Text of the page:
Martin Contreras and Keith Orr
Contreras and Orr met at Ann Arbor's original gay bar, the Flame. "August 27, 1986," says Orr instantly. He was twenty-nine, and Contreras was twenty-seven. The attraction was immediate, the situation complicated. Contreras was closing out his relationship with his former partner, Mark Brigance. Brigance had the HIV virus, and, when he became seriously ill, Contreras took over his health care, arranging for friends to stay with him when he worked. Two years later, Brigance died at thirty-two.
"We are part of a generation that saw our own generation decimated," says Orr, whose memories of the traumatic times include hospital employees who insisted on wearing hazmat suits to treat AIDS patients. "You never want to forget."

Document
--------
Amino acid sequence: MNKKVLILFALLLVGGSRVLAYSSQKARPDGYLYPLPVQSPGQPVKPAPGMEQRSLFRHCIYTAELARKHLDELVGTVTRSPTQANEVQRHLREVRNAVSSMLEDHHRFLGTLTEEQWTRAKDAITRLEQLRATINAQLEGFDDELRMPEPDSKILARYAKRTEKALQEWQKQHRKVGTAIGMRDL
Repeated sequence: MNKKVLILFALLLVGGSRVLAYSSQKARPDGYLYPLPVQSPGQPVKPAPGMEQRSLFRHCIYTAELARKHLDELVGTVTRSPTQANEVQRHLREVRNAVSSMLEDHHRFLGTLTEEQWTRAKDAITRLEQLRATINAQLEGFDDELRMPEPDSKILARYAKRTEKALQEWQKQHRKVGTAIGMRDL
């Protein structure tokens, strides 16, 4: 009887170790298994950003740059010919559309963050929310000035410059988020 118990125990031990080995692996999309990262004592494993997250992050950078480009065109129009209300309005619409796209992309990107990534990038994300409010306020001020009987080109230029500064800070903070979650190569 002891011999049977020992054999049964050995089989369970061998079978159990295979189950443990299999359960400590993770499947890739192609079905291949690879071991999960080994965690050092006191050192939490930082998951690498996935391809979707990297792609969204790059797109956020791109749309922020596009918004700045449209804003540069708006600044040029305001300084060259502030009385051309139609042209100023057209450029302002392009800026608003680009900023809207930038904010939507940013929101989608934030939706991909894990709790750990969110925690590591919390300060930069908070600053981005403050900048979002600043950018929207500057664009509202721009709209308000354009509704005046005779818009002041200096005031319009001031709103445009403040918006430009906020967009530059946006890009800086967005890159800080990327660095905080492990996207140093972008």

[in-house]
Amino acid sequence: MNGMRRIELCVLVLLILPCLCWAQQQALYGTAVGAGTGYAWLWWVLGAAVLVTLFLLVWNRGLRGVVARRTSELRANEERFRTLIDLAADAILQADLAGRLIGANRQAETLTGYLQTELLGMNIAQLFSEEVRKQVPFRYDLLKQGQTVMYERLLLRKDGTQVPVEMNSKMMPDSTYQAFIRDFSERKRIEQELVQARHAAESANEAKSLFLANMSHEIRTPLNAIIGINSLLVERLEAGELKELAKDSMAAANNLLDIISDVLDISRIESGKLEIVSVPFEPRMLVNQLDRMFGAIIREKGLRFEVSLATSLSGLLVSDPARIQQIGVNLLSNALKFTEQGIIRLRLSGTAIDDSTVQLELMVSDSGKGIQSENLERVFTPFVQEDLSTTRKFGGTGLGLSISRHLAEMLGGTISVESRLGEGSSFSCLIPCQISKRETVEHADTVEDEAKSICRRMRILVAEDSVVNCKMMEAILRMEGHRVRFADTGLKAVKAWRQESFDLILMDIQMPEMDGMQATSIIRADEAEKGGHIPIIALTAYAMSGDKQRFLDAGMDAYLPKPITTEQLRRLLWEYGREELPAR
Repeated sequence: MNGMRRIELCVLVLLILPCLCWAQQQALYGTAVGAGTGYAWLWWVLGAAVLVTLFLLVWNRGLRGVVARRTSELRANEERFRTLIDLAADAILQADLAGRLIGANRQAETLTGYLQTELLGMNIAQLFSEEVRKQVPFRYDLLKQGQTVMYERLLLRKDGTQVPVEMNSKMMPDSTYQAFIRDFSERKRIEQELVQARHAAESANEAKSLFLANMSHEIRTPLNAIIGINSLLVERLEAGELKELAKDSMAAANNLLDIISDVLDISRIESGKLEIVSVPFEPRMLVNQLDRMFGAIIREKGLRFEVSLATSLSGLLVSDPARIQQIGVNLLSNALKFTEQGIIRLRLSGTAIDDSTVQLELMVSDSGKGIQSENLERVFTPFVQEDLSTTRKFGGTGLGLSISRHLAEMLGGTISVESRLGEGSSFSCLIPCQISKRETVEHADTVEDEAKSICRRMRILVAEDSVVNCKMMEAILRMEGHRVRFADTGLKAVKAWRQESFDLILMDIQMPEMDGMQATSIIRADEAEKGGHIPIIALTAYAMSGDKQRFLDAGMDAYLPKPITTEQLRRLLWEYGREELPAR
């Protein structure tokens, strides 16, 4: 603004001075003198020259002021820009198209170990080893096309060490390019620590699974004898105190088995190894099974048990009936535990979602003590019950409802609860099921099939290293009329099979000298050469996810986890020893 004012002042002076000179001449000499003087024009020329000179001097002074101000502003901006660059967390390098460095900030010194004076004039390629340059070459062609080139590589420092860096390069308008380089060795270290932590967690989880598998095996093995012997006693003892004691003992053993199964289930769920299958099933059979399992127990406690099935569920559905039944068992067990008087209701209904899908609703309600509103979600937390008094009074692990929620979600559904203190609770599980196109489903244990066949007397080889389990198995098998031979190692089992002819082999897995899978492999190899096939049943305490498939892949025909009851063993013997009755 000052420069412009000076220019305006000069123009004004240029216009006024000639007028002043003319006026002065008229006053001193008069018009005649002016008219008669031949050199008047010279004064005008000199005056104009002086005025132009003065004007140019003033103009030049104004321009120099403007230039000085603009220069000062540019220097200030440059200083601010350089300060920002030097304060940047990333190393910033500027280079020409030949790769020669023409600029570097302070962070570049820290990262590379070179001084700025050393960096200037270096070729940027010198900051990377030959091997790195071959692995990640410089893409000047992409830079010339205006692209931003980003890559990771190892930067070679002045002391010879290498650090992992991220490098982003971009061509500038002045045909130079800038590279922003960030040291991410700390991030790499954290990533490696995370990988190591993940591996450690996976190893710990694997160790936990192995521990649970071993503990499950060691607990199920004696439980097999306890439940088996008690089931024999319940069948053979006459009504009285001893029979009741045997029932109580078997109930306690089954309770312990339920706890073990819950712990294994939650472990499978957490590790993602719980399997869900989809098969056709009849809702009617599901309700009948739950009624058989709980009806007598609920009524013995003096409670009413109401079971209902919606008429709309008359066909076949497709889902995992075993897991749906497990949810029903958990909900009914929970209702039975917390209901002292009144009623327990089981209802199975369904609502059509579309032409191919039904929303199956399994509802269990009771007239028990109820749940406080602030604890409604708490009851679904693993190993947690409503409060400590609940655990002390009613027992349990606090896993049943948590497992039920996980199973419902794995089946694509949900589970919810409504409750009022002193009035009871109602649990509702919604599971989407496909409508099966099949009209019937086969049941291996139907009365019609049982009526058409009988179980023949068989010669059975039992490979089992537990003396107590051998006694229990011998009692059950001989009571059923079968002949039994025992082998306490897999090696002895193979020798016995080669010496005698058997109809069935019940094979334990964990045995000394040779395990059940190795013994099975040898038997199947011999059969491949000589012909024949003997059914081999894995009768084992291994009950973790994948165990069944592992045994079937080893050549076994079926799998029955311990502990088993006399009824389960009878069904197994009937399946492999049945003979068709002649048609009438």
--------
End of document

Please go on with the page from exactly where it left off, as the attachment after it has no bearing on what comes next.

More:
Orr and Contreras turned La Casita de Lupe into the Aut Bar in 1995 (the name is the phonetic spelling of "out"). It was the start of a more optimistic era. Life-saving antiviral "cocktails" were becoming available, and AIDS was no longer an automatic death sentence. The two wanted a bar more welcoming and community oriented than the Flame, whose closed shades and dark interior reinforced the shadowy existence most gays lived. (The Flame moved the same year and closed in 1998.)